More than 900 homeless people have moved into permanent housing in Seattle Washington, King County since a 10-year plan to end homelessness was announced last year. The King County Committee to End Homelessness said government and private agencies have built or funded 1,300 new housing units in the plan's first year.
The committee has called for the creation of 9,500 units within the decade.
A survey of about 900 people commissioned by United Way of King County cited homelessness as the third most critical issue facing King County, behind transportation and education.
The random phone survey, released Thursday, found that 84 percent of respondents think ending homelessness is possible. Those surveyed by Lopez & Cheung Research also said government was not doing enough to address homelessness. Leaders of the Committee to End Homelessness Insist their goal can be accomplished in 10 years. City Councilman Tom Rasmussen, a governing-board member, acknowledged that "people doubt us. People say we're unrealistic." He called the survey results "a clear mandate to people not only in Seattle but King County to end homelessness. People think we can do it."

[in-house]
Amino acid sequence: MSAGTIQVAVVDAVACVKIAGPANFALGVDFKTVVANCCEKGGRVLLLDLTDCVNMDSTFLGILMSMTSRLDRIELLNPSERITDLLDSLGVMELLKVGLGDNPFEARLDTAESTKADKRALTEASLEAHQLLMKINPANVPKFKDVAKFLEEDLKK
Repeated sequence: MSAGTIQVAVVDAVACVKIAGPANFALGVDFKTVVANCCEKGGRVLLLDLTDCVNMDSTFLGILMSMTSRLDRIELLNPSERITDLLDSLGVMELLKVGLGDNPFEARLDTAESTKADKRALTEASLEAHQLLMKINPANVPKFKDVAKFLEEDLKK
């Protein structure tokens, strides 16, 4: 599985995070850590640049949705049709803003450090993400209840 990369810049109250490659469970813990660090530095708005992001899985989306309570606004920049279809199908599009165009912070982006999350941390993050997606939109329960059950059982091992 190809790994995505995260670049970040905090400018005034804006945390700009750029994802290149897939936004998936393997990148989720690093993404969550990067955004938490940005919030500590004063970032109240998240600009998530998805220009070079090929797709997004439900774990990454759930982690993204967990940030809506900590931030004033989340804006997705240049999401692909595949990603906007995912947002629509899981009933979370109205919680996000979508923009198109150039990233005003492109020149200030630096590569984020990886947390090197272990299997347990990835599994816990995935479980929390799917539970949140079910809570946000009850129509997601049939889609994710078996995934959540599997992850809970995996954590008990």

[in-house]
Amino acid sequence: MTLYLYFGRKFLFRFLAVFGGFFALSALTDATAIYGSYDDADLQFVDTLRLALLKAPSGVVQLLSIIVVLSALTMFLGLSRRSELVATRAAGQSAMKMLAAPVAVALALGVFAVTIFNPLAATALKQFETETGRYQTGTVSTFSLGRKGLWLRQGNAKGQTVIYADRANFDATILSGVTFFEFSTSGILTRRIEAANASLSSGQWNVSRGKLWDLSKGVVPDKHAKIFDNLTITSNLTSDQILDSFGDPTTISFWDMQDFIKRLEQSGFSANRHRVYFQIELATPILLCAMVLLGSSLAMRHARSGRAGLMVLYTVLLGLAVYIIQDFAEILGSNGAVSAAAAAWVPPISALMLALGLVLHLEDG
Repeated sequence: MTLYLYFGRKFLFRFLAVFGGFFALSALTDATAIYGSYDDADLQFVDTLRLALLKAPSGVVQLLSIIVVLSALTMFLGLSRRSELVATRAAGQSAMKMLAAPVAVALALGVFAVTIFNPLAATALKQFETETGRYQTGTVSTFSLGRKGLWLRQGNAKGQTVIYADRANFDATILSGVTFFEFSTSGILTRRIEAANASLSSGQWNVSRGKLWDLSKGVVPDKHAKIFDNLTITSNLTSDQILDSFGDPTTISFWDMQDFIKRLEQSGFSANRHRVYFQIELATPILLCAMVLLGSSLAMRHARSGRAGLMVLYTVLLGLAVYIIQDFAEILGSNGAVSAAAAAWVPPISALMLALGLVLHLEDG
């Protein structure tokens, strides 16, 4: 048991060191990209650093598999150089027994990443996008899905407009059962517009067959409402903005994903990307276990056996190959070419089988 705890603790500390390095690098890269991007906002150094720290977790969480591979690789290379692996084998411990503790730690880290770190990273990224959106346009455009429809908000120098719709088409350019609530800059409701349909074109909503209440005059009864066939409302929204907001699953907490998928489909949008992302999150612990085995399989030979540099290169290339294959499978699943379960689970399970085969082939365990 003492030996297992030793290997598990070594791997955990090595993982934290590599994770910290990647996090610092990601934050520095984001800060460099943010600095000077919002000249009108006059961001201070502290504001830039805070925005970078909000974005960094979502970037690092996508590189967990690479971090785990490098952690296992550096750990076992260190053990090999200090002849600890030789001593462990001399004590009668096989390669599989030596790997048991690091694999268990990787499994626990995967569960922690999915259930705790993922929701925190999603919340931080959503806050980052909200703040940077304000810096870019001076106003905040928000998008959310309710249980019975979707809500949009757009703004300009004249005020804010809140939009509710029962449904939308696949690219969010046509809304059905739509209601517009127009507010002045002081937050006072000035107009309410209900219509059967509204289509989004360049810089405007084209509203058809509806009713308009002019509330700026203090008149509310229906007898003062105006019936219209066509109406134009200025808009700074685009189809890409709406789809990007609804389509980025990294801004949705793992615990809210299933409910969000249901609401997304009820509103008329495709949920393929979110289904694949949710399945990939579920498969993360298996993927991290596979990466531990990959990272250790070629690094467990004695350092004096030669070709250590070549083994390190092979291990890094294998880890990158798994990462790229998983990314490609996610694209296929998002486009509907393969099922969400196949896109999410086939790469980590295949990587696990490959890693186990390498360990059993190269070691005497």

According to the most recent one-night count, about 8,000 people live on the streets, in emergency housing or transitional housing in King County. Of about 1,300 new units in Thursday's progress report, 563 were built in the past year, 391 were funded for future construction and 387 units were converted into housing for formerly homeless individuals and families in Bellevue, Federal Way, Duvall and downtown Seattle. Block did not have estimates on how much all the units cost. People who want to move into permanent housing, which includes support services, are required to apply through various service providers, such as the Downtown Emergency Service Center.
The committee is working on creating a single stop where people can learn whether they qualify. The committee also has pushed for a new database called Safe Harbors to monitor the number of homeless people. The software has met with some resistance from homeless individuals who were concerned about privacy issues because Seattle, King County and United Way conditioned funding on participation in the database.